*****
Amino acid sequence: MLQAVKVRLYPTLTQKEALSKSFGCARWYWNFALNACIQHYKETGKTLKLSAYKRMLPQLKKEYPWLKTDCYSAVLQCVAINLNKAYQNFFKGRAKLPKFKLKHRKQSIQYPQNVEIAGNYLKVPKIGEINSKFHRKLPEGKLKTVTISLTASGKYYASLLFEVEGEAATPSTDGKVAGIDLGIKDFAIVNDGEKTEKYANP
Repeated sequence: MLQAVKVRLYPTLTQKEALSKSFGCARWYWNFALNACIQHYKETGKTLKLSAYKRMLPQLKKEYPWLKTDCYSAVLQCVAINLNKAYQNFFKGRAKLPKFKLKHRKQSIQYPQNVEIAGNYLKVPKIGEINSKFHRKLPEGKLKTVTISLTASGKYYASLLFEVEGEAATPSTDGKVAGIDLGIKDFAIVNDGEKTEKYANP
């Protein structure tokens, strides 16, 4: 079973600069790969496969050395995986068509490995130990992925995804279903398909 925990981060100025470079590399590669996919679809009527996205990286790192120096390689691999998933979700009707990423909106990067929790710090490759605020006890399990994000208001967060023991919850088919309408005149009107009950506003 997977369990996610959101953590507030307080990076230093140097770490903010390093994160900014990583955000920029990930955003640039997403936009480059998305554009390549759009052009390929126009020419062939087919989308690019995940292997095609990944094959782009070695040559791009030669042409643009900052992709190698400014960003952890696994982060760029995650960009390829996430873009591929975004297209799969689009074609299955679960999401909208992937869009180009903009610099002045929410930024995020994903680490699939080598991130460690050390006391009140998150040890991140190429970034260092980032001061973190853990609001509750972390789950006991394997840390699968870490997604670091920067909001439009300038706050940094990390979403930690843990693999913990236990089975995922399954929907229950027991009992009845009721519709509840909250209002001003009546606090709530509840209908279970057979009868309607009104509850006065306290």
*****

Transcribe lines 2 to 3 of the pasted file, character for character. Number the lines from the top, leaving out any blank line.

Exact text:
Repeated sequence: MLQAVKVRLYPTLTQKEALSKSFGCARWYWNFALNACIQHYKETGKTLKLSAYKRMLPQLKKEYPWLKTDCYSAVLQCVAINLNKAYQNFFKGRAKLPKFKLKHRKQSIQYPQNVEIAGNYLKVPKIGEINSKFHRKLPEGKLKTVTISLTASGKYYASLLFEVEGEAATPSTDGKVAGIDLGIKDFAIVNDGEKTEKYANP
């Protein structure tokens, strides 16, 4: 079973600069790969496969050395995986068509490995130990992925995804279903398909 925990981060100025470079590399590669996919679809009527996205990286790192120096390689691999998933979700009707990423909106990067929790710090490759605020006890399990994000208001967060023991919850088919309408005149009107009950506003 997977369990996610959101953590507030307080990076230093140097770490903010390093994160900014990583955000920029990930955003640039997403936009480059998305554009390549759009052009390929126009020419062939087919989308690019995940292997095609990944094959782009070695040559791009030669042409643009900052992709190698400014960003952890696994982060760029995650960009390829996430873009591929975004297209799969689009074609299955679960999401909208992937869009180009903009610099002045929410930024995020994903680490699939080598991130460690050390006391009140998150040890991140190429970034260092980032001061973190853990609001509750972390789950006991394997840390699968870490997604670091920067909001439009300038706050940094990390979403930690843990693999913990236990089975995922399954929907229950027991009992009845009721519709509840909250209002001003009546606090709530509840209908279970057979009868309607009104509850006065306290």